"Autobiographies of great nations are written in three manuscripts – a book of deeds, a book of words, and a book of art.
Of the three, I would choose the latter as truest testimony." - Sir Kenneth Smith, Great Civilisations

"I must write each day without fail, not so much for the success of the work, as in order not to get out of my routine." - Leo Tolstoy

I have never believed that one should wait until one is inspired because I think the pleasures of not writing are so
great that if you ever start indulging them you will never write again. - John Updike

"The life of every man is a diary in which he means to write one story, and writes another; and his humblest hour
is when he compares the volume as it is with what he vowed to make it." - J.M. Barrie, Peter Pan

Friday, March 18, 2011

RE Slater - Proposal for Educational Reform, Part 2

In January or February of 2011 U.S. Secretary of Education Arne Duncan expressed the very ideas I had been discussing with my school district over the last several years regarding the replacement of our academic college prep programs with occupational curricula degree programs that would vary from 2-3-4 years in length while allowing for early graduation and/or cross-over studies. These programs would be found in the major areas listed below, among others:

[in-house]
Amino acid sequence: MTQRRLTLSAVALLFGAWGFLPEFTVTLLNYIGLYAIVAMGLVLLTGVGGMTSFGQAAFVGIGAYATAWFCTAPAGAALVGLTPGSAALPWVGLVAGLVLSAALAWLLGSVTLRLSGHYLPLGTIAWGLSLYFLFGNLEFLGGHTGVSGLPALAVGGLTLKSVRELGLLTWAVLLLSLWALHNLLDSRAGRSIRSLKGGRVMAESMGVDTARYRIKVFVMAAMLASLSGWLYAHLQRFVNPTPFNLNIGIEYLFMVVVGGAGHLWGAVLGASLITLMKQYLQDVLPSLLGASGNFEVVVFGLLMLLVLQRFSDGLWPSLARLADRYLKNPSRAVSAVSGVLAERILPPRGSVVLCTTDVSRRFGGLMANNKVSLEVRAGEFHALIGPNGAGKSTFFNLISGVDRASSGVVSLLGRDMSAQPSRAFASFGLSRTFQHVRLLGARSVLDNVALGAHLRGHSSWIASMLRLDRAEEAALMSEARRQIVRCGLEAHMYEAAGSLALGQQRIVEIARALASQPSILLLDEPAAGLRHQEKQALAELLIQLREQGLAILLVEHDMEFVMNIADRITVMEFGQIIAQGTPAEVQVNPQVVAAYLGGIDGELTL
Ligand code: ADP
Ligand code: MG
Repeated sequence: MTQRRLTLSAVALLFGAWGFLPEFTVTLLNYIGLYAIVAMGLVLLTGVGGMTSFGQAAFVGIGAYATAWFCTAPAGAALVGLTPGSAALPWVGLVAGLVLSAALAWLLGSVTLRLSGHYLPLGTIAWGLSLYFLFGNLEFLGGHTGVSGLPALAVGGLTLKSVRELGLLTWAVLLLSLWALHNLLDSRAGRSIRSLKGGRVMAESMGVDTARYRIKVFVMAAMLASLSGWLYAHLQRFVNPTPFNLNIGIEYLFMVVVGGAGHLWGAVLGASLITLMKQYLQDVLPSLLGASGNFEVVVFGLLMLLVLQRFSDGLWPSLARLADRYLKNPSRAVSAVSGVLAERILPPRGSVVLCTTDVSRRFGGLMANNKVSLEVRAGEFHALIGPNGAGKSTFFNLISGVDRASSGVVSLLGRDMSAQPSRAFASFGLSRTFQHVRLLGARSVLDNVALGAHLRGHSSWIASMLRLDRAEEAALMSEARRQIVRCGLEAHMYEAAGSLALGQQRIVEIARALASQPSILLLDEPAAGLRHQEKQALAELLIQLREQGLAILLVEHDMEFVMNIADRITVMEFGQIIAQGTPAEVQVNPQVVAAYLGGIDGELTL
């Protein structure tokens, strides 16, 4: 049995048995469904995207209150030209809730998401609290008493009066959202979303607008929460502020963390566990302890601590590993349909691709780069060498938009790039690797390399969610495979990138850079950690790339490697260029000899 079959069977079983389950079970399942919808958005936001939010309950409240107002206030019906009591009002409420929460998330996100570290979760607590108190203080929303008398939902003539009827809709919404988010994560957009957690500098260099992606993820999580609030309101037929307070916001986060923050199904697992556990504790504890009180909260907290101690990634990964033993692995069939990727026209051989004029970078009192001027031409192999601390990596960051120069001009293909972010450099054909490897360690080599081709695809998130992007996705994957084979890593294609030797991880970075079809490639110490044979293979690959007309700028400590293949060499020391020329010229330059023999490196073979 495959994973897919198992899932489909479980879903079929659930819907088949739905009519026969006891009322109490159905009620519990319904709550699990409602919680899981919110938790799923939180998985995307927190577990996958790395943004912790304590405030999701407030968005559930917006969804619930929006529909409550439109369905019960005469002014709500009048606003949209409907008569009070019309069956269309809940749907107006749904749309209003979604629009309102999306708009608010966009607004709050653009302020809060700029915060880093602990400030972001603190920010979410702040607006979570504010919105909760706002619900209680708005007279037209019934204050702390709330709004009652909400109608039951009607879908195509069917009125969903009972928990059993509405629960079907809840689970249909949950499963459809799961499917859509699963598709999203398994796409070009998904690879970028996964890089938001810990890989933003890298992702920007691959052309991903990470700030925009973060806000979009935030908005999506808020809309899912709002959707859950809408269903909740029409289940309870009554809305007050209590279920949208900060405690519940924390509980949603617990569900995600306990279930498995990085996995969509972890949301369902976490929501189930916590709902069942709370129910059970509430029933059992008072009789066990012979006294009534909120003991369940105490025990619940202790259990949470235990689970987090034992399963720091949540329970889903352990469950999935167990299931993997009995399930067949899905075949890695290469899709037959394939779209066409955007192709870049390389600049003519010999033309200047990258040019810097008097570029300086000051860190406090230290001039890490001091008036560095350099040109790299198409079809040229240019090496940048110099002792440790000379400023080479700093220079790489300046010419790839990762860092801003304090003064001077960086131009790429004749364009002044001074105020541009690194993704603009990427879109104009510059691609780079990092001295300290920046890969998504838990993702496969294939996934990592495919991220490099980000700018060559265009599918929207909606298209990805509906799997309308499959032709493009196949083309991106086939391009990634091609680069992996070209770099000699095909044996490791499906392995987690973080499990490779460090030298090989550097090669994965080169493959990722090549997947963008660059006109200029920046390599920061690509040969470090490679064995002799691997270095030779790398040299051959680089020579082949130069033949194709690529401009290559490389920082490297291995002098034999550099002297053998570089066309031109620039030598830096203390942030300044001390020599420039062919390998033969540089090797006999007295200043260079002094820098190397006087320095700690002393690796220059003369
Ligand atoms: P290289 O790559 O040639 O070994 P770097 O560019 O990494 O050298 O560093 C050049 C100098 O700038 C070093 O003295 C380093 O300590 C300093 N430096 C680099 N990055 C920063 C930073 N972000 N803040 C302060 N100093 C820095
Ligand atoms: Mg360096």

• Sciences (Medical, Environmental, etc)
  • Engineering and Technology (including Architecture, etc)
  • Arts and Literature
  • Music and Drama
  • Social Sciences
  • Business
With the creation of these degree programs we would do so in cooperation with area businesses, industries and social agencies seeking to train their local human resources. As such, these occupational courses should be open-ended to allow a young person to rejoin his educational interests should he or she need to graduate early and work. They should also create a strong linkage to the local community college's educational core curricula supported within that district's area of operation.